Many of the hundreds of students who volunteered assistance for Hurricane Sandy victims have spoken of their personal, life-altering experiences in service of those upended by the disaster.
Mary Beth Melendez of the College of Staten Island and Patricia Persaud of New York City College of Technology were among those who rushed to the aid of their neighbors and gained a new appreciation for the blessings in their own lives.
Hours after the storm, Melendez, a graduate student, went into action, setting up a food distribution center in Staten Island. The legally blind single mother of three had her Seeing Eye dog, Trixie, and a group of classmates to lead her to the disaster area.
The center she set up on the street soon became a command post for the National Guard and others who began donating food.
“Maybe I’m blessed because I’m blind and can’t see the broken houses,” she told CNN’s Anderson Cooper, who did a segment on her. “But I can see the broken hearts.” Melendez didn’t let her lack of sight stop her. Volunteering, she said, was “the human thing to do.”
A student in the master’s in clinical mental health program, where she has maintained a 3.8 GPA, Melendez is exploring doctoral programs.
Persaud, a senior, was like a whirlwind, helping some of the hardest-hit communities in the city. She worked on the emergency reconstruction of Bailey Pond Park in Queens and the cleanup of Far Rockaway, canvassed Red Hook residents and staffed the Red Cross emergency evacuation center at John Jay.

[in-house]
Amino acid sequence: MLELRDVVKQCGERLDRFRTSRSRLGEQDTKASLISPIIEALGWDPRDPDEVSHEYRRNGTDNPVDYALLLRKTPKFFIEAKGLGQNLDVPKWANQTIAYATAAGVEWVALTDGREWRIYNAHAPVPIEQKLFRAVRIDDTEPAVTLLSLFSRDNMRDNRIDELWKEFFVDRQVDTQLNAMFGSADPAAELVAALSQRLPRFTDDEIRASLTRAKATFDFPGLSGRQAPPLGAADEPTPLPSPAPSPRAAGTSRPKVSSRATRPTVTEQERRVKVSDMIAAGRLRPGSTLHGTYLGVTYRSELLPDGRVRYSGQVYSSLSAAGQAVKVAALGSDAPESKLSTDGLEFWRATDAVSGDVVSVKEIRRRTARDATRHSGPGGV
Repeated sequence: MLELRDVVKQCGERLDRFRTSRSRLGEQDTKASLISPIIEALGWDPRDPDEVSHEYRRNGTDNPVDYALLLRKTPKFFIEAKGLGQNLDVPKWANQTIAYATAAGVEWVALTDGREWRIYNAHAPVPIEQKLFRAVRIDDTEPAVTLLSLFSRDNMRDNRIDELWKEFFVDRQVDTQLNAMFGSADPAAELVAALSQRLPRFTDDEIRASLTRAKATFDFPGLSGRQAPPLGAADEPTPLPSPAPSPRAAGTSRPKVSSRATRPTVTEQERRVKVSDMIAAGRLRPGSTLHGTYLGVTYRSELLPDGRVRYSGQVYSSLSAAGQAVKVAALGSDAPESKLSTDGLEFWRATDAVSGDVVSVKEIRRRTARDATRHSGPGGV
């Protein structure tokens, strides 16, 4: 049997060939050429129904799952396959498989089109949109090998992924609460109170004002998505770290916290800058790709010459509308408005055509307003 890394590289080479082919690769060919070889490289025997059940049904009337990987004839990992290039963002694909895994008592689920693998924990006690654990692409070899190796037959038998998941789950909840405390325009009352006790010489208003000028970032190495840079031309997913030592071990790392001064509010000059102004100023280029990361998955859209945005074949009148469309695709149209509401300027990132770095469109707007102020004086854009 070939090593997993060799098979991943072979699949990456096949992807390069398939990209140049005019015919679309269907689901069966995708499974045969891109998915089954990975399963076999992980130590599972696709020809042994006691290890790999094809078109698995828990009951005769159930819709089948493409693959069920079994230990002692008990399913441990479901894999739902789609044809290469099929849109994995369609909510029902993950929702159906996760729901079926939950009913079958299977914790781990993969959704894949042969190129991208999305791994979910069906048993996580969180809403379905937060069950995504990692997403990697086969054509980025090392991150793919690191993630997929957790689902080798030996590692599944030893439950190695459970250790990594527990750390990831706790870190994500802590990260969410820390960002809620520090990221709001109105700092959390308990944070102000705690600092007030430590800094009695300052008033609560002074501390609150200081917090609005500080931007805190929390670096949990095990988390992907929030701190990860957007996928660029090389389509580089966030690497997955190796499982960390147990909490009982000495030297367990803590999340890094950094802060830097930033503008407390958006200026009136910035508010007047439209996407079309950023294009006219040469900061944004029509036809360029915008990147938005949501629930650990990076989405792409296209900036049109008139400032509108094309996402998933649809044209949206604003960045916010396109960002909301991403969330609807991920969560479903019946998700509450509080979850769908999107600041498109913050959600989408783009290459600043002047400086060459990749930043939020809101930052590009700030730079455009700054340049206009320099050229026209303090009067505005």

Surrounded by the storm’s misery and wading in water, Persaud said she realized how fortunate she is. “It made me gracious, and I wanted to come back the next day.”
A Queens resident, Persaud, who is majoring in advertising and communications, has made it her job and duty to help others on and off campus. In addition to her Sandy work, she helped organize a NYPIRG clothing drive and donated her hair to Beautiful Lengths so it could be made into wigs for children who have cancer.
Persaud and Melendez were honored recently at the 42nd Annual Conference of the New York State Association of Black and Puerto Rican Legislators in Albany.
At a luncheon sponsored by the University, Senior Vice Chancellor Jay Hershenson commended them for “really stepping up to give back to their community in need.”
The luncheon also also celebrated the 10th anniversary of the Caucus CUNY Scholars Program, State Sen. Adriano Espaillat and Commissioner of NYS Homes and Community Renewal Darryl Towns also received CUNY awards for helping start the internship program.
(See video http://youtu.be/K11ys41bmwI.).